Thursday, August 24, 2006

I'm a student - it's official!

My books are here! I have 4 textbooks for 2 classes sitting here on my desk. It was well worth the $10 to have them shipped to me instead of driving an hour each way to wait in a long line with 5 children. (since the bookstore is only open from 9am - 4pm right now). So here's what I've got for books.

English 105
Writing Prose - Techniques and Purposes
Thinking it Through: A practical Guide to Academic Essay Writing

POSC 110
Canadian Politics concise Third Edition (is there another 3rd edition that's not concise?)
Crosscurrents: Contemporary Political Issues 5th edition

I looked at the books - The political science should be interesting - though maybe more work for me as I've never studied Canadian history and it seems to assume a certain level of knowledge.

But I'm scared of the English class. I don't like writing essays esp ones using different literary devices. Then the books is full of those dreaded questions "What do you think is the authors purpose?", "analyze the "tone" and how does the "tone" make you feel?

It's about enough to trigger nightmares from high school English classes. For the record - I got straight A's in high school English and hated every minute of it!


Qwerty said...

You realize that this is a record year, right? This is the first time we've ever been in the same level of education. And I'm sorry that you have to take another English class. You have my sympathies. I know you can do it. And maybe hating it will make you attack all fiercely and do even better. Maybe?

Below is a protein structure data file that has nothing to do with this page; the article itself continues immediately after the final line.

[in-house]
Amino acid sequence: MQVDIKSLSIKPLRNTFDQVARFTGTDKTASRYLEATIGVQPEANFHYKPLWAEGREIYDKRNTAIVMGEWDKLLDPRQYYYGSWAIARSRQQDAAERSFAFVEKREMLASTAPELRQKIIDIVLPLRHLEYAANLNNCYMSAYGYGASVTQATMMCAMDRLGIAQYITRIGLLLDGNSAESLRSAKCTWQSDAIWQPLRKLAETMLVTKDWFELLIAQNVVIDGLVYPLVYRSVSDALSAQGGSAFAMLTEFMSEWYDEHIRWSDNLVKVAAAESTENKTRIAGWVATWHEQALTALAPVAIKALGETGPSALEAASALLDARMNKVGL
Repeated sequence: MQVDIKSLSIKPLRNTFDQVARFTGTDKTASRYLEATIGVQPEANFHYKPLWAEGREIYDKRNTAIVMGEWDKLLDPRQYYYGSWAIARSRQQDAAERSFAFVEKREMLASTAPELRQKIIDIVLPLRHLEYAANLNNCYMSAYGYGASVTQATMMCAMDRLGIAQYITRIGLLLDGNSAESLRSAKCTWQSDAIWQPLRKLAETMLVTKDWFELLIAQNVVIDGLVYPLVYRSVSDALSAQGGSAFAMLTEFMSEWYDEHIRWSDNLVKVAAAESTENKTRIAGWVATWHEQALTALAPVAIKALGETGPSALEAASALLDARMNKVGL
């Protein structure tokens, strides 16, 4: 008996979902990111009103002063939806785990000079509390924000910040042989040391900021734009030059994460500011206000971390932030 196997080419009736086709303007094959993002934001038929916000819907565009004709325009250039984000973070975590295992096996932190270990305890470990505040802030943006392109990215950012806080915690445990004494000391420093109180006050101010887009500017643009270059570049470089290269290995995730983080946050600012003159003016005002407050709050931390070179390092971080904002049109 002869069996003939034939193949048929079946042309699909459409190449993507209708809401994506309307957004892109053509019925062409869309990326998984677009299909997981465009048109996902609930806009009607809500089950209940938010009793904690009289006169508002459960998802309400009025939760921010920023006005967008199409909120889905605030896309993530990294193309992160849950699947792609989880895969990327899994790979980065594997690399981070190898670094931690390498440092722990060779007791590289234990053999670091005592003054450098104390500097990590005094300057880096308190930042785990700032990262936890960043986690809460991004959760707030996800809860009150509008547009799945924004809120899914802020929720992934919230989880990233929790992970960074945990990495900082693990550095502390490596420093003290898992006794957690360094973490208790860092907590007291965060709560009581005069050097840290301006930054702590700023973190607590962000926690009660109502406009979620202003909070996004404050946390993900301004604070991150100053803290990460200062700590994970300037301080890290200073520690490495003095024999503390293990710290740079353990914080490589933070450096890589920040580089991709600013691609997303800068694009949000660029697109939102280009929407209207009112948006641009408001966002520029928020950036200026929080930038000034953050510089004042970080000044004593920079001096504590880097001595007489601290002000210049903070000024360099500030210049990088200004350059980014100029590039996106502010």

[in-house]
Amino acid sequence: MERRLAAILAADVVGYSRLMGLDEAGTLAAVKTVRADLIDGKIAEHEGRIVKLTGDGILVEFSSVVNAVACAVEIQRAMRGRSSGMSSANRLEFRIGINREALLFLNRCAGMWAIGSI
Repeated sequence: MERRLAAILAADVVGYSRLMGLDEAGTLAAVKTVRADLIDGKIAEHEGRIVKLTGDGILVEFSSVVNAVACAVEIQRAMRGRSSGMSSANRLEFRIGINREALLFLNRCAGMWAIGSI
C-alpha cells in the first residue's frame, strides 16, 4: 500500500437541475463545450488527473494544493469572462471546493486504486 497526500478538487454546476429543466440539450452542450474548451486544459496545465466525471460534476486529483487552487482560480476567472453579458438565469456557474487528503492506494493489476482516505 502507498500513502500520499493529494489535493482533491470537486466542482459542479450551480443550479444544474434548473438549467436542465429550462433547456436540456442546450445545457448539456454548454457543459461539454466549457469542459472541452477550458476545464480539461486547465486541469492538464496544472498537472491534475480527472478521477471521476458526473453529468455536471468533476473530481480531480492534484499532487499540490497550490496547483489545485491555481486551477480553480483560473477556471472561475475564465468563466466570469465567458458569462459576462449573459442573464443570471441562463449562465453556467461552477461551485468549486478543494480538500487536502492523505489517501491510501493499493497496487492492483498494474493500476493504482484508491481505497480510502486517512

Cheryl said...

I hadn't thought of it that way - but you are right! Of course you will pass me quickly since I'm going very part-time and you are going for your Masters.

LarryandJean said...

Analyze tone. Let's see...A bit flat on the high note, perhaps? Or "It sounds like he tried to eat a depressed donkey and couldn't decide whether to 'honk it up' or simply be blue..."

I think that we ALL agree with you that those type of questions seem idiotic and as Frost demonstrated often have little relevance to what the author was REALLY feeling and thinking!

Let us know if we can commiserate with you when those lessons hit - because you will have plenty of company in that line!

The Canadian politics could be downright facinating if it doesn't go too heavy on dates and picky details. That one could depend on the instructor's approach, perhaps.